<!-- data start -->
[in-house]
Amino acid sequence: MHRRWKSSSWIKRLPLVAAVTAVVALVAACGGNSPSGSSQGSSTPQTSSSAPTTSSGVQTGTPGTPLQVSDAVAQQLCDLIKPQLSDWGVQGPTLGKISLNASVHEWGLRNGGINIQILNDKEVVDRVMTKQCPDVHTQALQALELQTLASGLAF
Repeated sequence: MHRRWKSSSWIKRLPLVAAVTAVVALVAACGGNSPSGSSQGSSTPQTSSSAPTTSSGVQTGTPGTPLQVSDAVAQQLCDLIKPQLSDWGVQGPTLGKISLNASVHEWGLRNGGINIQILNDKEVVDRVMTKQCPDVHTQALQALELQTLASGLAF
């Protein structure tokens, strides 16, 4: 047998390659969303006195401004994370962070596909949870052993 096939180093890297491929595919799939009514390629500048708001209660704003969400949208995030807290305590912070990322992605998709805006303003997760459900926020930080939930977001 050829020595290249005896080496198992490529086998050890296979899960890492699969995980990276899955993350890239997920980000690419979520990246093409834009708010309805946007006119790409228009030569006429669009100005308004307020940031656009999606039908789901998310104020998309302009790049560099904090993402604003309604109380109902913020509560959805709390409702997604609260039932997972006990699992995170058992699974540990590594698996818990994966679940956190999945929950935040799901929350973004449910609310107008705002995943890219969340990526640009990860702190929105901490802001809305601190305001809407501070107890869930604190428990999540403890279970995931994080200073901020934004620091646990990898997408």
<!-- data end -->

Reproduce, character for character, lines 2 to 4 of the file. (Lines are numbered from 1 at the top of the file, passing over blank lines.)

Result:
Amino acid sequence: MHRRWKSSSWIKRLPLVAAVTAVVALVAACGGNSPSGSSQGSSTPQTSSSAPTTSSGVQTGTPGTPLQVSDAVAQQLCDLIKPQLSDWGVQGPTLGKISLNASVHEWGLRNGGINIQILNDKEVVDRVMTKQCPDVHTQALQALELQTLASGLAF
Repeated sequence: MHRRWKSSSWIKRLPLVAAVTAVVALVAACGGNSPSGSSQGSSTPQTSSSAPTTSSGVQTGTPGTPLQVSDAVAQQLCDLIKPQLSDWGVQGPTLGKISLNASVHEWGLRNGGINIQILNDKEVVDRVMTKQCPDVHTQALQALELQTLASGLAF
């Protein structure tokens, strides 16, 4: 047998390659969303006195401004994370962070596909949870052993 096939180093890297491929595919799939009514390629500048708001209660704003969400949208995030807290305590912070990322992605998709805006303003997760459900926020930080939930977001 050829020595290249005896080496198992490529086998050890296979899960890492699969995980990276899955993350890239997920980000690419979520990246093409834009708010309805946007006119790409228009030569006429669009100005308004307020940031656009999606039908789901998310104020998309302009790049560099904090993402604003309604109380109902913020509560959805709390409702997604609260039932997972006990699992995170058992699974540990590594698996818990994966679940956190999945929950935040799901929350973004449910609310107008705002995943890219969340990526640009990860702190929105901490802001809305601190305001809407501070107890869930604190428990999540403890279970995931994080200073901020934004620091646990990898997408």